Can Your Diet Alter Your Genes?
Foods are no longer linked to only calories and nutrients. The advent of the ‘epigenetic revolution and the novel sciences such as nutrigenomics, metabolomics, and molecular biology establish that foods are constantly interacting with our genes and can potentially influence our risk towards certain diseases by altering genetic activity.
Can Foods Make A Difference?
External lifestyle factors of diet, drugs, and exercise can turn the genes ‘on and off’ or ‘up and down,’ just like a switch, by providing specific instructions to the genes. This is an exciting finding as it shows that we can fight diseases like Alzheimer’s, cancer, diabetes, cardiovascular diseases, and even obesity! Recent epigenetic studies show that foods can bring changes at a molecular level and hence influence metabolic processes, enzymatic activity, adaptation to stressful situations, immune response and our susceptibility to diseases.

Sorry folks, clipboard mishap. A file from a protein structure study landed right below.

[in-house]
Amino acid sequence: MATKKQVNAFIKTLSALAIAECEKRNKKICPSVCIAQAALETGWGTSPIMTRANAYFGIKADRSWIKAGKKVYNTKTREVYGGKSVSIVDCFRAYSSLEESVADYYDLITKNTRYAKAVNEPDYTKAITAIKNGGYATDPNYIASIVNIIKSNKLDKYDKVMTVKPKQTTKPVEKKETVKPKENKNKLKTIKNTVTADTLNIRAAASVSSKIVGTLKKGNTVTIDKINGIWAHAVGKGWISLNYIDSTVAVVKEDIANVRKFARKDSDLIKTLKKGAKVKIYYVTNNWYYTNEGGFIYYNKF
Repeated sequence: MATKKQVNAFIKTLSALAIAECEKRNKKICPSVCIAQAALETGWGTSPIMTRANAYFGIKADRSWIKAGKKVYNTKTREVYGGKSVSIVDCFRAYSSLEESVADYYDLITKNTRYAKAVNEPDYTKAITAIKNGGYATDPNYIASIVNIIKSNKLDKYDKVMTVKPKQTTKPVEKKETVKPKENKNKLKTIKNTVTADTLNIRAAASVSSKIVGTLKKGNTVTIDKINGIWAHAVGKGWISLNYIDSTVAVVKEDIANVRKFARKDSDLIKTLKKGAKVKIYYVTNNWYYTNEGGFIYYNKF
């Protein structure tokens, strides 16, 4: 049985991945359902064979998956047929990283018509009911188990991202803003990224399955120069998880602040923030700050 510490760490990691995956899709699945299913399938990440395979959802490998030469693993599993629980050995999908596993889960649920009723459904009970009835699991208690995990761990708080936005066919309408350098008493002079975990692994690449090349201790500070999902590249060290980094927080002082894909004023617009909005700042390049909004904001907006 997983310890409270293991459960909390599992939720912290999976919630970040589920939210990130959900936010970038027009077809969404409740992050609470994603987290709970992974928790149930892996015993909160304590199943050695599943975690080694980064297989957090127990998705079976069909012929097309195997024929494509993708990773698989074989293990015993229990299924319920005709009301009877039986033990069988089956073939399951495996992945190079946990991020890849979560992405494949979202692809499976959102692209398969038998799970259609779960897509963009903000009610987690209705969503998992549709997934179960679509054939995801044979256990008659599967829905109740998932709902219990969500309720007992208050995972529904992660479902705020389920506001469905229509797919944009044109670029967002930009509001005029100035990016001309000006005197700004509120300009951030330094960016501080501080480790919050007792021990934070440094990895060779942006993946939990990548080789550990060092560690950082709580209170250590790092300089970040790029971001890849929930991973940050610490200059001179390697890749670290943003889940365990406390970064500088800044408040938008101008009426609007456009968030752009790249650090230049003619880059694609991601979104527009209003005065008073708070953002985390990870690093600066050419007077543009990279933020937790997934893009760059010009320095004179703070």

Scientists, however, clarify that it isn’t possible to alter the DNA structure or sequence in an individual, using foods, but it is indeed possible to modify the way our genes express themselves, Gene expression refers to the protein-encoding process that is intricately linked to a variety of functions that the resultant protein may perform and can thus, govern the way the body will process a specific food, nutrient or chemical. A glaring example is of identical twins that might possess the same genes and can yet encounter varied diseases, depending on epigenetic factors.
You Can Control Your Gene Expression
There is a plethora of bioactive ingredients in foods that may work to either silence the ‘bad’ genes or activate the ‘good’ ones, The curcumin in turmeric, isothiocyanates in cruciferous veggies such as cauliflower, broccoli, and genistein in soy-based foods are related to histone acetylation and methylation processes that impact gene expression and aid in reducing the activity of pro-inflammatory genes.
Further, life-threatening inherited disorders like phenylketonuria, celiac disease or lactose intolerance can be managed effectively using dietary changes. Eating a plant-based diet comprising of whole grains, fresh fruits and vegetables and maintaining proper ratio of omega 6 and omega 3 fatty acids in the diet are also studied to impact gene expression favorably.
A diet that is tailored to your genetic makeup makes sense and so does being in control of your health, no matter who your parents are. Sure, you cannot change your genes, but you can certainly alter how they work!